While at least half of all prisoners have a mental health problem, between 10 and 25 percent of American prisoners suffer from serious mental illnesses, such as severe affective disorders or schizophrenia. That compares with an average rate of about 5 percent of serious mental illness in the general American population.
I think that if more prisoners received psychological evaluations on a regular basis, the above statistics would definitely be much higher. Those statistics only take into account those who were diagnosed before being incarcerated and those who were diagnosed only after giving the Department a serious enough reason to conduct a psychological evaluation.
Inmates who never showed signs of mental illness are losing their minds in jail while serving their sentences. The overuse of solitary confinement, overcrowding and other inhumane conditions must be changed so that inmates do not return home worse off, resulting in some people returning to prisons and jails. Can you imagine the effect this type of treatment has on someone’s mental state?
In addition to the routine deprivations of prison, there is solitary confinement, which subjects offenders to mind-deteriorating environments and situations. It is common practice for inmates to be housed in segregated confinement areas for: 23 hours a day on weekdays and 24 hours a day on weekends. That, without programming or meaningful social interaction, is hard on mental health.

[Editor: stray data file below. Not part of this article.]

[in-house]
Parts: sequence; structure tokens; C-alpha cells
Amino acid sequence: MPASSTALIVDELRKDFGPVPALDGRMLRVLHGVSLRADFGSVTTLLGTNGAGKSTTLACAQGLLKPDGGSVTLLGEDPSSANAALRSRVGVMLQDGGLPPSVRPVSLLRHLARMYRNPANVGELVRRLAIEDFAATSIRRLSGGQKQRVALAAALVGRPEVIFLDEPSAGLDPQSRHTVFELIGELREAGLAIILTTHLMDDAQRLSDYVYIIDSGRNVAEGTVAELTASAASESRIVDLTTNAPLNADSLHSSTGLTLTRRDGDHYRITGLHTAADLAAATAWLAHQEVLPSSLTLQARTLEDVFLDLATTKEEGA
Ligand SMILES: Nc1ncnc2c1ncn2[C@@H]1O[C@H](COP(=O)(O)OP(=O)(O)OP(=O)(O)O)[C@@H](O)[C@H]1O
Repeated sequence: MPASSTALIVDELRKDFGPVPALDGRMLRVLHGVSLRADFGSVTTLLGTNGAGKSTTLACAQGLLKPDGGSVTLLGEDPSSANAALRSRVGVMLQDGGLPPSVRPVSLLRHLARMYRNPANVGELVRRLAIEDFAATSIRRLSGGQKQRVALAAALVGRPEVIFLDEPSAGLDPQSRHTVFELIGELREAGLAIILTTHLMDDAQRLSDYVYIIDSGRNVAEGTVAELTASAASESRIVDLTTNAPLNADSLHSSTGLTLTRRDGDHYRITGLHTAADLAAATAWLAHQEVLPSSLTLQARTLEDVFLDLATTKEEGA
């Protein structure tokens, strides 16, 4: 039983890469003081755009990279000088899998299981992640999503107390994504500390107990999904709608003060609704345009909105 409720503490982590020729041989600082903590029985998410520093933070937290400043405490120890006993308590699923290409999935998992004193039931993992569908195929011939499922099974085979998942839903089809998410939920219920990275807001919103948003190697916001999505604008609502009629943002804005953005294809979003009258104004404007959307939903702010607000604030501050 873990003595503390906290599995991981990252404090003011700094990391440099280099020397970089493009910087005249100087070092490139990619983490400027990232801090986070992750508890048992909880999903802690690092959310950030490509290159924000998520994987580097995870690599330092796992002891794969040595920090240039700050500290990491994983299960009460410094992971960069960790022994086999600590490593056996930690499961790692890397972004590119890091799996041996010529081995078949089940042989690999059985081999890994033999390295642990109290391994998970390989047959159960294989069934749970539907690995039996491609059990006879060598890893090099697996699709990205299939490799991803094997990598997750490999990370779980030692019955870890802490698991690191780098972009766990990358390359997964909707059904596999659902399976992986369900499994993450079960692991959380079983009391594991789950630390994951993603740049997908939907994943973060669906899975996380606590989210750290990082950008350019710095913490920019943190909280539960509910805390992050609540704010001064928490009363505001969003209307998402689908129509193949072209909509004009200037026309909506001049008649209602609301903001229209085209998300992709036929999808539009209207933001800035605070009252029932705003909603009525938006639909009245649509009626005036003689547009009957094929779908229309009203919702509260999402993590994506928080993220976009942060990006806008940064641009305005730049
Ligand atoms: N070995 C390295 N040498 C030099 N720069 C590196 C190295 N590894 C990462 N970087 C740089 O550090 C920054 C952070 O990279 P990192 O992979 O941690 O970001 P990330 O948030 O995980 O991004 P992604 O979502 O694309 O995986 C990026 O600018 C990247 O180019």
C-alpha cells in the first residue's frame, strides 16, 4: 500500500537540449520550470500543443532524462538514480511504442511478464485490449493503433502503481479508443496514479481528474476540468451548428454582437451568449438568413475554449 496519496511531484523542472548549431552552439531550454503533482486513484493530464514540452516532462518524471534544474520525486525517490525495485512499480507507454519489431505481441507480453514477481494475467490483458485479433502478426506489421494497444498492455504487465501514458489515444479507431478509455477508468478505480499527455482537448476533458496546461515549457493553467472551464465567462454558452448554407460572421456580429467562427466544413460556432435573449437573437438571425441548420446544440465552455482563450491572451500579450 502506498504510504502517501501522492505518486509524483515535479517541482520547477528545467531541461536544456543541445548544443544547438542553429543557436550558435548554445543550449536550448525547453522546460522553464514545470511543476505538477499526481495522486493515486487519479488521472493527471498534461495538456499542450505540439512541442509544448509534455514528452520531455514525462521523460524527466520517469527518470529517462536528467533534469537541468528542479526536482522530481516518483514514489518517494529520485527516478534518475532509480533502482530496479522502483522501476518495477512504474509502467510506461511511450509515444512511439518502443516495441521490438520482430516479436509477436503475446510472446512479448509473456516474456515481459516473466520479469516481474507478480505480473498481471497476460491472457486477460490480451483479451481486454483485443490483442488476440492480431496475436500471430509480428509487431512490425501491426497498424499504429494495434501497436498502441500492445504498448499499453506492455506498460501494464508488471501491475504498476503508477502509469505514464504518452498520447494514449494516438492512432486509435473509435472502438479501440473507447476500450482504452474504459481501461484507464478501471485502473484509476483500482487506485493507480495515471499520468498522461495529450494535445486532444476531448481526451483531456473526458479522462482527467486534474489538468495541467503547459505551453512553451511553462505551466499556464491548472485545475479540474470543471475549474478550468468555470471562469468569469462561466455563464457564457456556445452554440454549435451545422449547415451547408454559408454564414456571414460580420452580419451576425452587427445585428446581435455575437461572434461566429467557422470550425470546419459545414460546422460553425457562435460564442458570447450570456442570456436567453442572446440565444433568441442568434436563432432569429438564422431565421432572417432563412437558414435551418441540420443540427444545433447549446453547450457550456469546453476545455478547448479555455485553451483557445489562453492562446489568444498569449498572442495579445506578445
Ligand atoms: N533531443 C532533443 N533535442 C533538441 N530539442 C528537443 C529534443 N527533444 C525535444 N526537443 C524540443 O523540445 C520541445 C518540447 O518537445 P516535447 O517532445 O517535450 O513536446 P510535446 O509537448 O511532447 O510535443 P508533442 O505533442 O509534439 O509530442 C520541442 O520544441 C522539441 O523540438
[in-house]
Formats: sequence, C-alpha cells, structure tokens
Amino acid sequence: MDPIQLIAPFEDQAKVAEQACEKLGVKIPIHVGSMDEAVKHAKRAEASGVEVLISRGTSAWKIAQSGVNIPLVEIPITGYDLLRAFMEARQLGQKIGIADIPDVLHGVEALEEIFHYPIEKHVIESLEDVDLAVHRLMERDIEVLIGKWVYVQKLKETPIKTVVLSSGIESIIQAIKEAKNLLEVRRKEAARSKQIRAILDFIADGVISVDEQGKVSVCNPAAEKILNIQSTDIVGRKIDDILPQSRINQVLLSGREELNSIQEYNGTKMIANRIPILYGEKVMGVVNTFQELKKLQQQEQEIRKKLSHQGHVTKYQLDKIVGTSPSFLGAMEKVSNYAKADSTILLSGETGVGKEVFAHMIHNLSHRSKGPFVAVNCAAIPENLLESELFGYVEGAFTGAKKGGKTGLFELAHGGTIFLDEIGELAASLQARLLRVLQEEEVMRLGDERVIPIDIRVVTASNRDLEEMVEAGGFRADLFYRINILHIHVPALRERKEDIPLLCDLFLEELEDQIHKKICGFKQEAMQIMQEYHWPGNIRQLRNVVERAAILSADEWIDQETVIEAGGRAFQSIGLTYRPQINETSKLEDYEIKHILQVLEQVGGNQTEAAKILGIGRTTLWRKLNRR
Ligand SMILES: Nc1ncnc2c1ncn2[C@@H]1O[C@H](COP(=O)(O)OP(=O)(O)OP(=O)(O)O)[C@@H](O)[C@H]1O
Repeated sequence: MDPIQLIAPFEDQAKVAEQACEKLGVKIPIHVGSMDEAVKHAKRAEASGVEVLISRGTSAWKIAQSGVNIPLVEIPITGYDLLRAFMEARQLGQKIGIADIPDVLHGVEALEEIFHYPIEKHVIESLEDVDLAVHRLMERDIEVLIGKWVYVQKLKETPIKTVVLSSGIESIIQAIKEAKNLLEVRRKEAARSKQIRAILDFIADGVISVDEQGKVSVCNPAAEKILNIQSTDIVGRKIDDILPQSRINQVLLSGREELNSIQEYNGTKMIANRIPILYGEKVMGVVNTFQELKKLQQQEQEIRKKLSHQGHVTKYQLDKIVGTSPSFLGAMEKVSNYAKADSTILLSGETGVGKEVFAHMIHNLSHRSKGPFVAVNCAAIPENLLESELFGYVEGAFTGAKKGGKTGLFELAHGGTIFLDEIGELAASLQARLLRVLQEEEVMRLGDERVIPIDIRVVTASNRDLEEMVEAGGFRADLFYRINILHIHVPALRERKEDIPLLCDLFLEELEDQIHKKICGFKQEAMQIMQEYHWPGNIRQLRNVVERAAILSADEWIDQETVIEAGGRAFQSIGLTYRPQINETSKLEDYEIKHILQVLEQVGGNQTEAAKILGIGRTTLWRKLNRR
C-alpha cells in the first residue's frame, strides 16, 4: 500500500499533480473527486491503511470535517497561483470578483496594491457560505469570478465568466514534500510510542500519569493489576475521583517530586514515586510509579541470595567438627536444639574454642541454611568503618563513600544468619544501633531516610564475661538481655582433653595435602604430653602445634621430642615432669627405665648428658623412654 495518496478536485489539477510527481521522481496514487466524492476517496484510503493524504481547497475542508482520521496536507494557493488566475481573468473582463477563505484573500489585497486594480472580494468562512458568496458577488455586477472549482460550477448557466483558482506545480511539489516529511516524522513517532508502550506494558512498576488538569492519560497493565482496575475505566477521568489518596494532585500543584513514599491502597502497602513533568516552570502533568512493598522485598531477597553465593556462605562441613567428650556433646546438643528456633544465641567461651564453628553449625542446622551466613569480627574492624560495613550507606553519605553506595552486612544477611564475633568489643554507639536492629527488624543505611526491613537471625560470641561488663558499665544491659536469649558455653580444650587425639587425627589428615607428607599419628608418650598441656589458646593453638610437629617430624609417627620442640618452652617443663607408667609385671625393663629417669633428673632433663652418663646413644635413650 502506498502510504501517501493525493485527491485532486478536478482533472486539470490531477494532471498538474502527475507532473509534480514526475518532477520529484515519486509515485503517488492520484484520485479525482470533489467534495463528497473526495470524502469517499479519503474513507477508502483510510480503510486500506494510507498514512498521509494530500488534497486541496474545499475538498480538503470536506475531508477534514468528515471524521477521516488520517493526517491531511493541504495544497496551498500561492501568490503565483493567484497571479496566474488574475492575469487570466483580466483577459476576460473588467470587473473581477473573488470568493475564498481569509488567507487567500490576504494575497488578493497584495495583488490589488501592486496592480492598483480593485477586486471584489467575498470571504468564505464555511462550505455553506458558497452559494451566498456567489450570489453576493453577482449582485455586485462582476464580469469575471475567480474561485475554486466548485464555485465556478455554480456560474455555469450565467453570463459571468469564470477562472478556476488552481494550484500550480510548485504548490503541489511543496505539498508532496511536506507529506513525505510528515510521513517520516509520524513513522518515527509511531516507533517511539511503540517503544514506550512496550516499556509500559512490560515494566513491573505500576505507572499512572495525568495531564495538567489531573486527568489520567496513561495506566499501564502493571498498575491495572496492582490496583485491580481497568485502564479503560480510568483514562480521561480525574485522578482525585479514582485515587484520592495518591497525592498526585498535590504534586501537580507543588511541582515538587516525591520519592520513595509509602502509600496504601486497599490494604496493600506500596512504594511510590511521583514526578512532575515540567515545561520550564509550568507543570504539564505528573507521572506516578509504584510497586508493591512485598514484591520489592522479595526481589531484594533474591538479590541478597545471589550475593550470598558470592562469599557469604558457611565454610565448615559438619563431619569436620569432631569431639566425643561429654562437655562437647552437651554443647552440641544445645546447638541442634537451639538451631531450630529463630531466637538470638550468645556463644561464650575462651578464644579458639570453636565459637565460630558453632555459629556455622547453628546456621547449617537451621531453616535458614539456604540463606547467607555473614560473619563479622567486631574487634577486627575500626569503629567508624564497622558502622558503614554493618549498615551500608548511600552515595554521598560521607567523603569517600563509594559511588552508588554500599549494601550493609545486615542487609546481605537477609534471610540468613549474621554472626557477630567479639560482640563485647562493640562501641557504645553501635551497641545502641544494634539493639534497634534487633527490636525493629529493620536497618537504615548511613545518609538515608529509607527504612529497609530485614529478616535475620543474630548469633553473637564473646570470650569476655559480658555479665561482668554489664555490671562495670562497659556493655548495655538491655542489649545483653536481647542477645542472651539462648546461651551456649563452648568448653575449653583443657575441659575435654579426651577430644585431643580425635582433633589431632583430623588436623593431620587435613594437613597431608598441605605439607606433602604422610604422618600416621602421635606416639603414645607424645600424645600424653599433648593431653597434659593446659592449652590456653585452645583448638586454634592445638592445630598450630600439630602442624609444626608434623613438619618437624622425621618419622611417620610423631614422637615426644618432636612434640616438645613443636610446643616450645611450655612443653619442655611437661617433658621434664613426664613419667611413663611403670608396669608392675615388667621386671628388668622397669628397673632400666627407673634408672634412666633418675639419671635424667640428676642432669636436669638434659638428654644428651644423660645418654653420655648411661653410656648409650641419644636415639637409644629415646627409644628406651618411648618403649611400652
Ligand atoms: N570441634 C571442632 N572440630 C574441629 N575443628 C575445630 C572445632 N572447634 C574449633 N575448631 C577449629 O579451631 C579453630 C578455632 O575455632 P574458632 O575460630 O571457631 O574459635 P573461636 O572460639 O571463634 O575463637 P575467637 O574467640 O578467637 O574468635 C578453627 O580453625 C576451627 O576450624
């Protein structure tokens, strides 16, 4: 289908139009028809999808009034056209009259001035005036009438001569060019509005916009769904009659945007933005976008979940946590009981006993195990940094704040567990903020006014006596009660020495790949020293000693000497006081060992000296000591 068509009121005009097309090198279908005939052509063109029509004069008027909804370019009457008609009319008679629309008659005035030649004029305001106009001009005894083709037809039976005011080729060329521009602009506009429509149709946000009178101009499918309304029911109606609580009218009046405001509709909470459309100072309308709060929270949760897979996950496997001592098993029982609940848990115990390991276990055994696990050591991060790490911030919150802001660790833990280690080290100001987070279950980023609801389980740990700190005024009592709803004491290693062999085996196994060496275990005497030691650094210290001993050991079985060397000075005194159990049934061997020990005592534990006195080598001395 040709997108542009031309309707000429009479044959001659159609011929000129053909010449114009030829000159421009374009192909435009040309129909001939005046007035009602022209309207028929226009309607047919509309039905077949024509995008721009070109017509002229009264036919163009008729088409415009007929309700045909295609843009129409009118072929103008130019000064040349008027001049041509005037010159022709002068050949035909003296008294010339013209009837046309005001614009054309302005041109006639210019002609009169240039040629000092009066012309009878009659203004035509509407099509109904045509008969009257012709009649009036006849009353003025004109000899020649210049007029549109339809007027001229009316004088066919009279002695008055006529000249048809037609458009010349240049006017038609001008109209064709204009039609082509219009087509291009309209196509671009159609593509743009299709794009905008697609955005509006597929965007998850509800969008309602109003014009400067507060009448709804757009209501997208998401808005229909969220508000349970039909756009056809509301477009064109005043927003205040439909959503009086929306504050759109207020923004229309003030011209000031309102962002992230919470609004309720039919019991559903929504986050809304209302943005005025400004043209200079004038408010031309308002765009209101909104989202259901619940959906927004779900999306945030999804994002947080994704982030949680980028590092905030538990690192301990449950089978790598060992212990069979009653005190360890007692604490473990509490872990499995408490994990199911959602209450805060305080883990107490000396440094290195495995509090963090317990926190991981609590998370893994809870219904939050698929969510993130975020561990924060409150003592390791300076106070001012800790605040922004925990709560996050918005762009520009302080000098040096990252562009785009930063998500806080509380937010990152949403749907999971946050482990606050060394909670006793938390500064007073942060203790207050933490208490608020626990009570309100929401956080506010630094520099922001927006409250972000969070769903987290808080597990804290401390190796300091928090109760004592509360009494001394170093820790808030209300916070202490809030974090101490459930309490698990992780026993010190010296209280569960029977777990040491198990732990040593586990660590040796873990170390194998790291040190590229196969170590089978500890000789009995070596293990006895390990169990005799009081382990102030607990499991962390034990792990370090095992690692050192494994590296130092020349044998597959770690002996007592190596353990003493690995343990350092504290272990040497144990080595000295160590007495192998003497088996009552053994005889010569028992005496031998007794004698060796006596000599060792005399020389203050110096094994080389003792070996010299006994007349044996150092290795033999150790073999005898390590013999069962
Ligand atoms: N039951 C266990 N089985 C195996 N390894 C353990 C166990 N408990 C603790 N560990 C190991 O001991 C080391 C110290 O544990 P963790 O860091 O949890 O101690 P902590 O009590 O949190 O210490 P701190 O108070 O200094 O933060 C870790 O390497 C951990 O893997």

Solitary confinement is often referred to as a “bing,” “box,” “hole,” or “shoe,” and I know people who have entered confinement without symptoms of mental illness and become mentally ill while confined in this way. When a prisoner is subjected to the sudden impact of military routines and abuse of authority, the result is the prisoner: depression, paranoia, antisocial personality disorders, anxiety, and adjustment disorders, along with many more psychological disabilities.
Inhumane policies are driving our loved ones crazy. That is why I recommend postcards for art therapy inmates. Solitary confinement affects the mindset of almost everyone who spends a significant amount of time in it, destructively. He isolates the mind and then forcefully places the prisoner in an environment infested with negative influences, betrayal, oppression, and violence. Only a few and only the strong survive and lead productive lives; we need to protect others.
Our loved ones shouldn’t have to go home mentally scarred from a system that takes their mental health for granted. Instead, corrections should focus on rehabilitation and therapy so that they can return home willing and able to succeed. Taxpayers pay for most prisons, and communities suffer the most when inmates return from jail with mental health problems. The people of America deserve better.